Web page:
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Abstract book talks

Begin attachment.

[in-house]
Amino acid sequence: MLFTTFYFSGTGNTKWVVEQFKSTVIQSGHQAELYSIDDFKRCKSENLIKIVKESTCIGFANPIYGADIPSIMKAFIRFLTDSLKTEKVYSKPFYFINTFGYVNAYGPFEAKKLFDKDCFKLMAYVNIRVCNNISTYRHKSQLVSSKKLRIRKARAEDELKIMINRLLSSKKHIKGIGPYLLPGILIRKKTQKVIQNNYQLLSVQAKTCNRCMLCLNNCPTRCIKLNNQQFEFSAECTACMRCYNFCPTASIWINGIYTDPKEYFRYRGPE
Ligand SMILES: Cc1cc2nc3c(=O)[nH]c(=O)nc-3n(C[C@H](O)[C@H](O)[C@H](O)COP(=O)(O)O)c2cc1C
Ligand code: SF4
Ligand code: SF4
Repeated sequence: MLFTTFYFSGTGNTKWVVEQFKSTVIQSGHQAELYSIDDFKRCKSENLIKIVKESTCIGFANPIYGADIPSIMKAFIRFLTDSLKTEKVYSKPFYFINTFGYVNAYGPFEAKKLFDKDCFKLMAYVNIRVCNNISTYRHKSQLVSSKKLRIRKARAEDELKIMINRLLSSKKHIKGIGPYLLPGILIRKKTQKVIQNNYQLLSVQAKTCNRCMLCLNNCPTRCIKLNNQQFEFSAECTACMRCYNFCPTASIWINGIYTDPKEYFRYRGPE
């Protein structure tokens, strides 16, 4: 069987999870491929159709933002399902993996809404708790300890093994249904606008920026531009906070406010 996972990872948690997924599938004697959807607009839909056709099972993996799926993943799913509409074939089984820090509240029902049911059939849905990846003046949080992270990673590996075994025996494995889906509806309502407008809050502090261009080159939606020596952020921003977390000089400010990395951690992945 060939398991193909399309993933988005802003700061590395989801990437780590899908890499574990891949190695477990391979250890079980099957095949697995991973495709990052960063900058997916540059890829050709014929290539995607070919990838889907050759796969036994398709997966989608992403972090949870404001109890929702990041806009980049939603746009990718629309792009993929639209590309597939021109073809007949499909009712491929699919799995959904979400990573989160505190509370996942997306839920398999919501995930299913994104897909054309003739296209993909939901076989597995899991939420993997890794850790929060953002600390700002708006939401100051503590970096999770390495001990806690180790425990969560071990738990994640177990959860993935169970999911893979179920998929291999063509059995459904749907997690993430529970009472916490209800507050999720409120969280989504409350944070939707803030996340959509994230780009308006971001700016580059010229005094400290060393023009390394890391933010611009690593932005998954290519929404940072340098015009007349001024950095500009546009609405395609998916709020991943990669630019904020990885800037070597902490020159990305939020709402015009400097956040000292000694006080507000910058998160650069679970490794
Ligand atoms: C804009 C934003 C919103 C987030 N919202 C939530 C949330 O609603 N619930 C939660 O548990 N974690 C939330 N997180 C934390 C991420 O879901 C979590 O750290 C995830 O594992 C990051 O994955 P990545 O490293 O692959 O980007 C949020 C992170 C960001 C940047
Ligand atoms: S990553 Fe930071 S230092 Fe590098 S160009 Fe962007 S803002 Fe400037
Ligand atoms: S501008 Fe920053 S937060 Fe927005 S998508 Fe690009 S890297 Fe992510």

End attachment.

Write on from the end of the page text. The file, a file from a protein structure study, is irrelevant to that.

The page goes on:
1. 1.                                    TALK ABSTRACTS – ABS 2013 – UNIVERSITY OF COLORADO  Improving conservation management of New Zealand’s rarest kiwi R Abbott, B Bell, N Nelson Victoria University of Wellington, New Zealand To increase the effectiveness of restocking for conservation, it is necessary to identify elements of release protocols which affect post release survival, and modify procedures accordingly. Rowi are critically endangered flightless ratites which form monogamous, highly territorial pairs. Restocking of the sole remaining rowi population has been underway for over 16 years. We hypothesized that as a result of behavioral mechanisms induced by pre-release experience, individuals in larger groups may have higher survival rate than those in small release groups. We tested this experimentally by manipulating release group size over 3 years. Modelling reveals that of all variables tested, group size was the only factor with significant influence on post release survival. Survival of individuals in small groups was significantly lower than that of individuals released in large groups. Increased conspecific tolerance mediated by rearing conditions is proposed as an explanation for this. Our findings have informed conservation management leading to changes in release protocols, and triggered further research into long term effects of rearing conditions in conservation management. The future of the study of mechanisms of behavior and integration with ecology and evolution E Adkins-Regan Cornell U The past 50 years of research on mechanisms and development of animal behavior have produced many exciting discoveries. These mechanisms include physiology, for example, neuroendocrinology, and genetics/genomics, as well as behavioral and cognitive mechanisms. New developmental processes have been discovered, and a richer and more biologically realistic understanding of the roles of nature and nurture has been achieved. What does the future hold? Several promising themes will be explored, for example, epigenetics and evo-devo perspectives. For future promise to be realized, there needs to be a closer relationship between the conceptual frameworks of mechanisms and development with those of ecology and evolution. The research agenda outlined by Tinbergen in 1963 needs to be reflected in an updated and more integrated manner in the science of the 21st century. Vocal kin recognition in kin neighborhoods of western bluebirds C Akcay, RJ Swift, VA Reed, JL Dickinson Cornell University In most cooperatively breeding birds, individuals direct helping behavior to close relatives. Although the pattern of kin-directed helping is well established in birds, the mechanism of recognition is known in only a few cases. Here we report the first study that investigated the mechanism of kin recognition in western bluebirds (Sialia mexicana). Western bluebirds live in family groups in winter and show a high degree of male philopatry. Sons disperse locally forming kin neighborhoods and occasionally help at their parents’ or brothers’ nests. We presented western bluebirds with songs recorded from equidistant kin and nonkin living on other territories, conducting playback near their nests on two consecutive days. We found that male western bluebirds responded more aggressively to playback of nonkin song compared to kin song. These results suggest that vocal signatures serve as a kin recognition cue in western bluebirds. Worthless gifts: a male deceitful tactic to increase mating success in spiders MJ Albo, V Melo-González, MC Trillo, FG Costa Clemente Estable Biological Research Institute During courtship, males from the spider Paratrechalea ornata (Trechaleidae) offer to females fresh prey (genuine gifts), but also prey leftovers (worthless gifts). We examined gift content and it´s relation to male condition in nature; afterwards, we investigated how these factors affect male mating success. In the field, we calculated male body condition, gift weight, and classified gift content as “fresh” or “leftovers”. We found that 30% of the gifts were fresh prey while 70% were prey leftovers. Fresh gifts were heavier than leftover ones, and gift weight correlated positively with male condition. In the lab, we exposed females to males carrying a fly gift, a worthless gift and no gift, in two male feeding groups (good condition “GC”; poor condition “PC). Males offering gifts (fly and worthless) acquired highest mating success and longer matings compared to males without gift in GC group, but not in PC. Female preferences lead to strong selection acting on males to offer gifts (regardless it content) and increase their reproductive success. Prey availability and male condition facilitate evolution of worthless gifts, probably having